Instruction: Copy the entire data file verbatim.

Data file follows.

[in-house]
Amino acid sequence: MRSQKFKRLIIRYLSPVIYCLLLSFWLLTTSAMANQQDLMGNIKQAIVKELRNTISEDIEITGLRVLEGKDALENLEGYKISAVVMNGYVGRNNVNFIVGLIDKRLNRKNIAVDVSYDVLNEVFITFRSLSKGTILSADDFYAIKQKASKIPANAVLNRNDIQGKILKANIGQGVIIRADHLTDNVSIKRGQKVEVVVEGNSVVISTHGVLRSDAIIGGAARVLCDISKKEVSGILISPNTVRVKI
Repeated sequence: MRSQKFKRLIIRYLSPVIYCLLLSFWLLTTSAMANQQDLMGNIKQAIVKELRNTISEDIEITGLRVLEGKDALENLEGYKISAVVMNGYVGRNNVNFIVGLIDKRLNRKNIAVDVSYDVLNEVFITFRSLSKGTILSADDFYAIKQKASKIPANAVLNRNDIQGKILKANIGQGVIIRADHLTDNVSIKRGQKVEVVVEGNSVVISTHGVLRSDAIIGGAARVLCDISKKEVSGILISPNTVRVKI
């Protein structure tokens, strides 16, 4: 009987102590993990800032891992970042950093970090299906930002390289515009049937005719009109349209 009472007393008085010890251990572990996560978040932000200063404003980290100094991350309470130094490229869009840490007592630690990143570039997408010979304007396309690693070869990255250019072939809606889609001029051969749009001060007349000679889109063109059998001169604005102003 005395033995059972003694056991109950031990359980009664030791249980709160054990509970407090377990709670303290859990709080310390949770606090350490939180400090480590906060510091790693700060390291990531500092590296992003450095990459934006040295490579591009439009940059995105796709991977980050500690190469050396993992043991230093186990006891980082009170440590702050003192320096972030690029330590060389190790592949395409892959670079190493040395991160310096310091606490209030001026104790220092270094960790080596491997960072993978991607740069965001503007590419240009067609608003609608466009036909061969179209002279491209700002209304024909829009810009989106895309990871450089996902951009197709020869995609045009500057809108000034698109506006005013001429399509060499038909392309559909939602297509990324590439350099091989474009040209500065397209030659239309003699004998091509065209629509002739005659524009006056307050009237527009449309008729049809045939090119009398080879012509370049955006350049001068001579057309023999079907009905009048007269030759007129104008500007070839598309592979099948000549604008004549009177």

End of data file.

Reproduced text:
[in-house]
Amino acid sequence: MRSQKFKRLIIRYLSPVIYCLLLSFWLLTTSAMANQQDLMGNIKQAIVKELRNTISEDIEITGLRVLEGKDALENLEGYKISAVVMNGYVGRNNVNFIVGLIDKRLNRKNIAVDVSYDVLNEVFITFRSLSKGTILSADDFYAIKQKASKIPANAVLNRNDIQGKILKANIGQGVIIRADHLTDNVSIKRGQKVEVVVEGNSVVISTHGVLRSDAIIGGAARVLCDISKKEVSGILISPNTVRVKI
Repeated sequence: MRSQKFKRLIIRYLSPVIYCLLLSFWLLTTSAMANQQDLMGNIKQAIVKELRNTISEDIEITGLRVLEGKDALENLEGYKISAVVMNGYVGRNNVNFIVGLIDKRLNRKNIAVDVSYDVLNEVFITFRSLSKGTILSADDFYAIKQKASKIPANAVLNRNDIQGKILKANIGQGVIIRADHLTDNVSIKRGQKVEVVVEGNSVVISTHGVLRSDAIIGGAARVLCDISKKEVSGILISPNTVRVKI
């Protein structure tokens, strides 16, 4: 009987102590993990800032891992970042950093970090299906930002390289515009049937005719009109349209 009472007393008085010890251990572990996560978040932000200063404003980290100094991350309470130094490229869009840490007592630690990143570039997408010979304007396309690693070869990255250019072939809606889609001029051969749009001060007349000679889109063109059998001169604005102003 005395033995059972003694056991109950031990359980009664030791249980709160054990509970407090377990709670303290859990709080310390949770606090350490939180400090480590906060510091790693700060390291990531500092590296992003450095990459934006040295490579591009439009940059995105796709991977980050500690190469050396993992043991230093186990006891980082009170440590702050003192320096972030690029330590060389190790592949395409892959670079190493040395991160310096310091606490209030001026104790220092270094960790080596491997960072993978991607740069965001503007590419240009067609608003609608466009036909061969179209002279491209700002209304024909829009810009989106895309990871450089996902951009197709020869995609045009500057809108000034698109506006005013001429399509060499038909392309559909939602297509990324590439350099091989474009040209500065397209030659239309003699004998091509065209629509002739005659524009006056307050009237527009449309008729049809045939090119009398080879012509370049955006350049001068001579057309023999079907009905009048007269030759007129104008500007070839598309592979099948000549604008004549009177």